In the past I’ve written about entire novels being lost or buried for centuries, but today I’m going to write about novels that were partially finished when their author died. People have been waiting 11 years for The Winds of Winter (by George R.R. Martin), and my wife has been waiting 20 years for the final book of the Legendsong Saga, Darkbane (by Isobelle Carmody). So what happens when an author dies with an unfinished manuscript?
In some cases, it is published pretty much as is. Michael Crichton had a complete novel call Pirate Latitudes found on his computer after his death in 2008. They also found a complete outline and one-third written novel called, Micro. Crichton was a household named after hits like Jurassic Park, E.R. (TV series) and The Andromeda Strain. A new Crichton novel was worth big money, so his publisher decided to get someone to write the rest of the Micro from the outline. They chose Richard Preston and the book was published in 2011. Where there is money there is a way, and his publishers also published a book Crichton had written in 1974 called Dragon Teeth. Some of the reviews I read of these novels say they lack the spark of Crichton’s works before he passed. But the lesson is that if there is money to be made, someone will complete the novel and it will get published. This was certainly the case for Robert Ludlum who had several books he’d started on completed and published posthumously. He also had others take on his characters and write many novels about them (especially the Jason Bourne series). These are conventional thrillers though. What about something more specialised?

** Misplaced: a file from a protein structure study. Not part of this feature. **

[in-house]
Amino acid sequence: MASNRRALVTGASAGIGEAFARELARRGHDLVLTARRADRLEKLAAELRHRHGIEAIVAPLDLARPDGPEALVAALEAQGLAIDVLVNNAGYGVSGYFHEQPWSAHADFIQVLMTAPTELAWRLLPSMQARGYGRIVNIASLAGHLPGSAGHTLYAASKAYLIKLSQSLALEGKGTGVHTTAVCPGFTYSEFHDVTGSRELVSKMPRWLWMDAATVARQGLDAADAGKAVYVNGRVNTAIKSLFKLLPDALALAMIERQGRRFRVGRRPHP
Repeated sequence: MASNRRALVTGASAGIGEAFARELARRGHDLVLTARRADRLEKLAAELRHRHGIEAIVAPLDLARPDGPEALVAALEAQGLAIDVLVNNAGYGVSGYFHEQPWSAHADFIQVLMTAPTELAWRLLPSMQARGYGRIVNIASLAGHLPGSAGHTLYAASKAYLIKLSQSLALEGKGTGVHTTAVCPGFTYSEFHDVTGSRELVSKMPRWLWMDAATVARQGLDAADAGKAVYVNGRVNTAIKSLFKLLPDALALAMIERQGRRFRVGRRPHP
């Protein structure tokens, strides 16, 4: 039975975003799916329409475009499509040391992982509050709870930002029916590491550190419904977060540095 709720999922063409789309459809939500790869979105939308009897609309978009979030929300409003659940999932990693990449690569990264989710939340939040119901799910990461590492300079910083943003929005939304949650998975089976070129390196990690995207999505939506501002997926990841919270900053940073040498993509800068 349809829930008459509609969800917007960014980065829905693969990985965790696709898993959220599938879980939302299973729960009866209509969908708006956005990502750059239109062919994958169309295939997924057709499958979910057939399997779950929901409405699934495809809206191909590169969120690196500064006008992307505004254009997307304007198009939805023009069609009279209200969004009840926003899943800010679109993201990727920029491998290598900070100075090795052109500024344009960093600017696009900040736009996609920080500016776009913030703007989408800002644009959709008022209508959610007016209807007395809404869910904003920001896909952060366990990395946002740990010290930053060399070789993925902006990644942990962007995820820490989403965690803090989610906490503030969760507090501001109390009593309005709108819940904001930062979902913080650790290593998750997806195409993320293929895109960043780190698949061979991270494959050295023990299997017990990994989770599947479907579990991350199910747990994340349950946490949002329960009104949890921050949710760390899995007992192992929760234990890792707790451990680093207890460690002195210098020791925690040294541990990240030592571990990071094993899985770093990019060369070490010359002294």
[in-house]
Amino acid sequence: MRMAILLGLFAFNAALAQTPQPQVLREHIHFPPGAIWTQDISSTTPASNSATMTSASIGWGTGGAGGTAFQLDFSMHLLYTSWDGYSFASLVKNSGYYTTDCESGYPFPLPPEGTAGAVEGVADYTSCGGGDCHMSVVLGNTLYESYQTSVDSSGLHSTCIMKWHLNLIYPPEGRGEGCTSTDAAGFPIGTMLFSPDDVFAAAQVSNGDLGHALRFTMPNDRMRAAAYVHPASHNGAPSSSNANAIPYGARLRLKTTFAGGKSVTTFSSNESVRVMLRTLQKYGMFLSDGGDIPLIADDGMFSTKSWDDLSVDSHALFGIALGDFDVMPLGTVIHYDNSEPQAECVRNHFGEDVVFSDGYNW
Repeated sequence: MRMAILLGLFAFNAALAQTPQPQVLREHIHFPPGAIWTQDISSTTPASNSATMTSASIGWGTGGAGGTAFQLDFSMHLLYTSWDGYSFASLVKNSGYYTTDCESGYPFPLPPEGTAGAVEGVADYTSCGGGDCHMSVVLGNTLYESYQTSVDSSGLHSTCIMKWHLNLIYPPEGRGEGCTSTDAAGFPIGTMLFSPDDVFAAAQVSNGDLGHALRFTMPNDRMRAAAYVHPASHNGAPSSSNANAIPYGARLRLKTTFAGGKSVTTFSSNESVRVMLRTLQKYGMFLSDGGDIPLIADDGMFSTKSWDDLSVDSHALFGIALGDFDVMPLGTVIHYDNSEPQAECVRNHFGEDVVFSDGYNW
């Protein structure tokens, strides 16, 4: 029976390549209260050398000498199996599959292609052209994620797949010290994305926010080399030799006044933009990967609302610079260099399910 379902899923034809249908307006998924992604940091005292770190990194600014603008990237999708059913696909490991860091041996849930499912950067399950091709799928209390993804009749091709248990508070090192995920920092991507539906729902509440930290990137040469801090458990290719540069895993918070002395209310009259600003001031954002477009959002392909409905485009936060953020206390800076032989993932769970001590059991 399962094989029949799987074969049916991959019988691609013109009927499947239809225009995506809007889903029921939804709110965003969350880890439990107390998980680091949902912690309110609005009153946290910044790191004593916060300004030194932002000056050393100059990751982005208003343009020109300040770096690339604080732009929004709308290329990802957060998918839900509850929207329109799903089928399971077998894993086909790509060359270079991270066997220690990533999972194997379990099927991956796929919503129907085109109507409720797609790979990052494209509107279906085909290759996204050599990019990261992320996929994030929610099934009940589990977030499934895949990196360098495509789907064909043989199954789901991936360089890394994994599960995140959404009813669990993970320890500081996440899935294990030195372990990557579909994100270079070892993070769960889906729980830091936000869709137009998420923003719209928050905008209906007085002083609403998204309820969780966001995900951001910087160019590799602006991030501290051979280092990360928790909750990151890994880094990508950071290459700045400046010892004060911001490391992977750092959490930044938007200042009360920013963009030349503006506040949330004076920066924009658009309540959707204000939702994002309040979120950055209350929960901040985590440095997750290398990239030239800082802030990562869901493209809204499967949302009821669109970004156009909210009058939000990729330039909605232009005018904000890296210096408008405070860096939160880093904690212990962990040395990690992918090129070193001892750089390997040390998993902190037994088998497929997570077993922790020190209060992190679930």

The Silmarillion is a collection of mythopoeic stories by the J. R. R. Tolkien. The book was written (but not edited or published) before The Lord of the Rings and Tolkien continued working on it for many years before he died of a heart attack. The Silmarillion is not a novel as such but a mythology – in the same way the Greek or Roman myths are not a single story but a series of interrelated tales. Which meant that when it was released (after Tolkien’s son, Christopher, edited, updated and compiled the stories into a publishable format), it was not well received. As an aside Tolkien coined the term ‘prequel’ to describe The Silmarillion‘s relationship to The Lord of the Rings.*
Albert Camus wrote one of the classic existential novels in L’Etranger (The Outsider or The Stranger depending on your translation). It is worth noting Camus rejected the existential label, though to my mind it fits the definition perfectly. I was given my copy as a Christmas present when I was 16 (Merry Christmas, here’s some existential angst for you!). Camus died in January 1960 in car crash. The evidence suggests it was an accident, but I always wondered if it was suicide given how bleak his novel was. As such, I was surprised to discover that there has been speculation that Camus was assassinated by the KGB because he took a moral stance against the Soviet Union!1 An argument for the crash being an accident (or assassination if that’s your bent) is that 144 pages of a handwritten manuscript entitled Le Premier Homme (The First Man) were found in the wreckage. Camus had predicted that this unfinished novel would be his finest work. I couldn’t find out much about the manuscript other than it was based on Camus’ childhood in Algeria.